The animals had passed through Istanbul before landing at Kathmandu’s international airport, where investigators say that two of the men who were arrested, Mohammad Usman and Sanjib Bhari, divided a $6,000 bribe among customs officers to give the crate clearance. Both men run bird supply stores in Kathmandu.
The crate was then transported to Bhari’s home, where officials say the two men were joined by two smuggling suspects from India, Chandbabu Mohammad Shariff Sahid and Mohammad Faim. A fifth smuggling suspect, Jawaid Aslam Khan of Pakistan, was apprehended after he landed at the airport in Kathmandu.
Working off information provided by an informant who had embedded with smugglers in Nepal, police said the suspects had planned to transport the chimpanzees to India, which has become another hot spot for animal trafficking. Police said it was still unclear what they planned to do with the chimpanzees in India.
Gopal Prakash Bhattarai, the deputy director general of Nepal’s Department of National Parks and Wildlife Conservation, said Nigerian authorities had contacted him and asked for the chimpanzees to be returned. But he said the animals would remain in Nepal at least through the end of the investigation and that the Nigerian government needed to cover transportation costs for the animals.
Elizabeth Ehi-Ebewele, the deputy director of Nigeria’s Department of Forestry, confirmed that she had made the call, adding that the chimpanzees were needed for the country’s own investigation.
“I told Nepal that they should send them back to Nigeria,” she said by telephone.
Cress, the ape specialist, said DNA testing was still required to determine whether the chimpanzees were originally from Nigeria or from another country in Africa. He said a representative from his organization had visited Nepal’s Central Zoo this month to see the chimpanzees and that the group was trying to facilitate their release. He said the zoo was not equipped to properly care for them.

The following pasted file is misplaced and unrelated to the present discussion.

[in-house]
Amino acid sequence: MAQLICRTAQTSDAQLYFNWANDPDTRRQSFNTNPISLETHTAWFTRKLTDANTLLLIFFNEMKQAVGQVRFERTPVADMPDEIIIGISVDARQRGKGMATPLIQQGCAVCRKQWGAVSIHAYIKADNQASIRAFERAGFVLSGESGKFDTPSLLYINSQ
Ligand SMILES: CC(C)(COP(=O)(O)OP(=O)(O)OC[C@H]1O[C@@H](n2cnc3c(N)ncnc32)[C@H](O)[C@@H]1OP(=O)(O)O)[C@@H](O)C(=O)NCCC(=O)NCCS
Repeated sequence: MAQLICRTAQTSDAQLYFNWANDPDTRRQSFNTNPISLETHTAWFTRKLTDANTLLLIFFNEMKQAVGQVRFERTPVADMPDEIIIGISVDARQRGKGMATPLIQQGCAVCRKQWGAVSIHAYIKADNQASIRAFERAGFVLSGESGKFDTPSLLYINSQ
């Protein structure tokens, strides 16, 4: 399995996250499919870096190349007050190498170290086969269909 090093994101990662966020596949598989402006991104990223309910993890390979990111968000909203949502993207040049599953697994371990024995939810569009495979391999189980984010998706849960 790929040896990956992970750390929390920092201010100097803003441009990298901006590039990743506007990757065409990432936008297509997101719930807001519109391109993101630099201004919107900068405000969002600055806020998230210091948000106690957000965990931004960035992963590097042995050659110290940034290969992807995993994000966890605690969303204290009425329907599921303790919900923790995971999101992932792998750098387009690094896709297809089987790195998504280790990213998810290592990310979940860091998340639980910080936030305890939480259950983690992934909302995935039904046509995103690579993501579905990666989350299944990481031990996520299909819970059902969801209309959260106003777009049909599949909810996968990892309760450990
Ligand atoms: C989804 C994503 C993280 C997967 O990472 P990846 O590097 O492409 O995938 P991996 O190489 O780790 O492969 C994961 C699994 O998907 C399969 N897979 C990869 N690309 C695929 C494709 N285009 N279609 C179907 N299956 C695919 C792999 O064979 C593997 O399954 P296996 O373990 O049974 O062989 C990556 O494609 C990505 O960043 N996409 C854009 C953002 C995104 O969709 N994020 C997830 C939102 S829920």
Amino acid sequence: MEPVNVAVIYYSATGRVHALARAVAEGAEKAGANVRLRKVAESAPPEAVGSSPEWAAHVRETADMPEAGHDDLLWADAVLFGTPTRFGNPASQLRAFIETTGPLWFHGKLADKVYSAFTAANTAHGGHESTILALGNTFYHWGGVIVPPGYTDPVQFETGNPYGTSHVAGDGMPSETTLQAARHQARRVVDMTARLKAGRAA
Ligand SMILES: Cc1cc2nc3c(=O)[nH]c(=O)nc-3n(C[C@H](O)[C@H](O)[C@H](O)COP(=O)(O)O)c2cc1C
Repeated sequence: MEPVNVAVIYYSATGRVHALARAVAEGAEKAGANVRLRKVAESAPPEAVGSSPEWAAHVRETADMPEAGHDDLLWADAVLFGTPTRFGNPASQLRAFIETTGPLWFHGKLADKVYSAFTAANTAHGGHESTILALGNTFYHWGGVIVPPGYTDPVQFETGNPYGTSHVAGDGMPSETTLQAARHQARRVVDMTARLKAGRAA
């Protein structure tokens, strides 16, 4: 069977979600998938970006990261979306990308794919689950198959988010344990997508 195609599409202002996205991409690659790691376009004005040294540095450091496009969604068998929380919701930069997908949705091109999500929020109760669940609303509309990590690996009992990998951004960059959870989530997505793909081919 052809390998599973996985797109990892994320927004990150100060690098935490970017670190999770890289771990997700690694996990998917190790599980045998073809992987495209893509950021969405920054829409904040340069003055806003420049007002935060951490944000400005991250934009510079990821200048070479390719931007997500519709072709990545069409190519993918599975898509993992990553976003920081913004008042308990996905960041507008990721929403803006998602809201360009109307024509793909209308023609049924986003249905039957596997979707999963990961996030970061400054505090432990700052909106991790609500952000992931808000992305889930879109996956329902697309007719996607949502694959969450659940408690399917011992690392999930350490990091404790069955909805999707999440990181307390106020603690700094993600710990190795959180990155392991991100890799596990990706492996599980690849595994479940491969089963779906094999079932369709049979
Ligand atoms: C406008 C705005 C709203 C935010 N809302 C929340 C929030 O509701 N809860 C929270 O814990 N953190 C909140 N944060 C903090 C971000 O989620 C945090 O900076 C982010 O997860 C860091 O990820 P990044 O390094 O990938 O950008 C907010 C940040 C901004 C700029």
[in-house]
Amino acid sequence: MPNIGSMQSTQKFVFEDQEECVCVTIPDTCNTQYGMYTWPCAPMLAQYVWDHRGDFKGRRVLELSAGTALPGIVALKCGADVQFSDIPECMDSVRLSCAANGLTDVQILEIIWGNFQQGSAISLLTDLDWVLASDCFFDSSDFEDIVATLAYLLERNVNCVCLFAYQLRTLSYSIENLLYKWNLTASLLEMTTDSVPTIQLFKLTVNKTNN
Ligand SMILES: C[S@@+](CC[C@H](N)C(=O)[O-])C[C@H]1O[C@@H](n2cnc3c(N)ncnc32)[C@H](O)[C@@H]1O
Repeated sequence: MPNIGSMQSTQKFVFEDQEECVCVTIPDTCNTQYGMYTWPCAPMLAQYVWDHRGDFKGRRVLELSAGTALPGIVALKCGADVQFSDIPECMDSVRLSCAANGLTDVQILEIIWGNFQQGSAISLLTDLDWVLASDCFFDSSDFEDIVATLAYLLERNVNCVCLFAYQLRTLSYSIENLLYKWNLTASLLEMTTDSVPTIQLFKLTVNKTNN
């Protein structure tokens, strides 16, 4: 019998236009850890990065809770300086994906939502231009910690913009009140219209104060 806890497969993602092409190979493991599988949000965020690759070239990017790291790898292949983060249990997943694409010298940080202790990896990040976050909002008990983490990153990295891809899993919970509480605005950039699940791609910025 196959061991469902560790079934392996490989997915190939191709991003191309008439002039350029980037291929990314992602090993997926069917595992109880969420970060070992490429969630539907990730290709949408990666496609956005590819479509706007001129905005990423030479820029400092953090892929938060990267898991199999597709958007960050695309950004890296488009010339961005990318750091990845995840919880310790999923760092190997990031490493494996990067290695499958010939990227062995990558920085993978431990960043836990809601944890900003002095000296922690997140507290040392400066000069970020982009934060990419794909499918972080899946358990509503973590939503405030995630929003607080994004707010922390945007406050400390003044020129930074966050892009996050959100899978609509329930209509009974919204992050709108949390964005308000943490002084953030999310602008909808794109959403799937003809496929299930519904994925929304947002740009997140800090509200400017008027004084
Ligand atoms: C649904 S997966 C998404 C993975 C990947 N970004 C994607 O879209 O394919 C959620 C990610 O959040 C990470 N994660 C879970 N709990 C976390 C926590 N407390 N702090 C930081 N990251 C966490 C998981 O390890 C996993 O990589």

“Chimpanzees are highly intelligent, sentient and emotional beings, and often require round-the-clock care as infants, particularly those that have been through the trauma of wild capture and smuggling,” he said.
Zoo officials said they had other plans for Champa and Chimpu, the chimpanzees, who are both less than a year old and weigh slightly more than newborn babies. Over the years, as smugglers have been apprehended, the zoo has added an array of new animals to its collection, including falcons, owls and ring-tailed lemurs.
On a recent day, the chimpanzees were kept in cages on the grounds of a nursery, sucking their toes and peeling bananas. Staff members said that they fed the chimpanzees, a female and a male, every five hours. Fixed air-conditioning units regulate the temperature for the animals, who would typically live in the tropics.
Ganesh Koirala, an assistant curator at the zoo, said he was ecstatic about the newest additions, noting that the last time the zoo had chimpanzees was in 1974, when a pair given by the United States in exchange for four red pandas died. He bristled at the idea of returning the chimpanzees to Nigeria, saying an exhibit was already being planned for them.
“Everybody wants to see our ancestors on display,” he said. “We will protect them.”